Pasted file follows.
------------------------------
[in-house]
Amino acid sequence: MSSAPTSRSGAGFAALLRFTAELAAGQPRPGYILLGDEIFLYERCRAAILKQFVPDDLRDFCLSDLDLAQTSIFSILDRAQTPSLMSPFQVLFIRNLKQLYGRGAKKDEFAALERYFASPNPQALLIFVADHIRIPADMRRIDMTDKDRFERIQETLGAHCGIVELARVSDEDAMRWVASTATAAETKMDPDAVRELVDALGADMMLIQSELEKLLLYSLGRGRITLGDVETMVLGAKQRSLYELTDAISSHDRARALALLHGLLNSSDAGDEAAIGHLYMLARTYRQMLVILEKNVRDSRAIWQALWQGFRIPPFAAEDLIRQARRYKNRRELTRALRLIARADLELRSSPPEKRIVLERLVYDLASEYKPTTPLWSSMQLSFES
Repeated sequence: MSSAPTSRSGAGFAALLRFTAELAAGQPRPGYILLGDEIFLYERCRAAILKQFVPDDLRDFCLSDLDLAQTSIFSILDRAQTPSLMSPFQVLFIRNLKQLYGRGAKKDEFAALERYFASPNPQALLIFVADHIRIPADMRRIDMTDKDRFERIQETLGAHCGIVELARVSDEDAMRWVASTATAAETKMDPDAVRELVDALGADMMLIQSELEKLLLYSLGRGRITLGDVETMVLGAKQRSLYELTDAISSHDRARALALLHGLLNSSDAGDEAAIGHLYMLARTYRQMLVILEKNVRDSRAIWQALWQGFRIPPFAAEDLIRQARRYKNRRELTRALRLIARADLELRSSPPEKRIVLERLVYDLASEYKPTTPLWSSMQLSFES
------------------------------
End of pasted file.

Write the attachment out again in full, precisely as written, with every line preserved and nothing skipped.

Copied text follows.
[in-house]
Amino acid sequence: MSSAPTSRSGAGFAALLRFTAELAAGQPRPGYILLGDEIFLYERCRAAILKQFVPDDLRDFCLSDLDLAQTSIFSILDRAQTPSLMSPFQVLFIRNLKQLYGRGAKKDEFAALERYFASPNPQALLIFVADHIRIPADMRRIDMTDKDRFERIQETLGAHCGIVELARVSDEDAMRWVASTATAAETKMDPDAVRELVDALGADMMLIQSELEKLLLYSLGRGRITLGDVETMVLGAKQRSLYELTDAISSHDRARALALLHGLLNSSDAGDEAAIGHLYMLARTYRQMLVILEKNVRDSRAIWQALWQGFRIPPFAAEDLIRQARRYKNRRELTRALRLIARADLELRSSPPEKRIVLERLVYDLASEYKPTTPLWSSMQLSFES
Repeated sequence: MSSAPTSRSGAGFAALLRFTAELAAGQPRPGYILLGDEIFLYERCRAAILKQFVPDDLRDFCLSDLDLAQTSIFSILDRAQTPSLMSPFQVLFIRNLKQLYGRGAKKDEFAALERYFASPNPQALLIFVADHIRIPADMRRIDMTDKDRFERIQETLGAHCGIVELARVSDEDAMRWVASTATAAETKMDPDAVRELVDALGADMMLIQSELEKLLLYSLGRGRITLGDVETMVLGAKQRSLYELTDAISSHDRARALALLHGLLNSSDAGDEAAIGHLYMLARTYRQMLVILEKNVRDSRAIWQALWQGFRIPPFAAEDLIRQARRYKNRRELTRALRLIARADLELRSSPPEKRIVLERLVYDLASEYKPTTPLWSSMQLSFES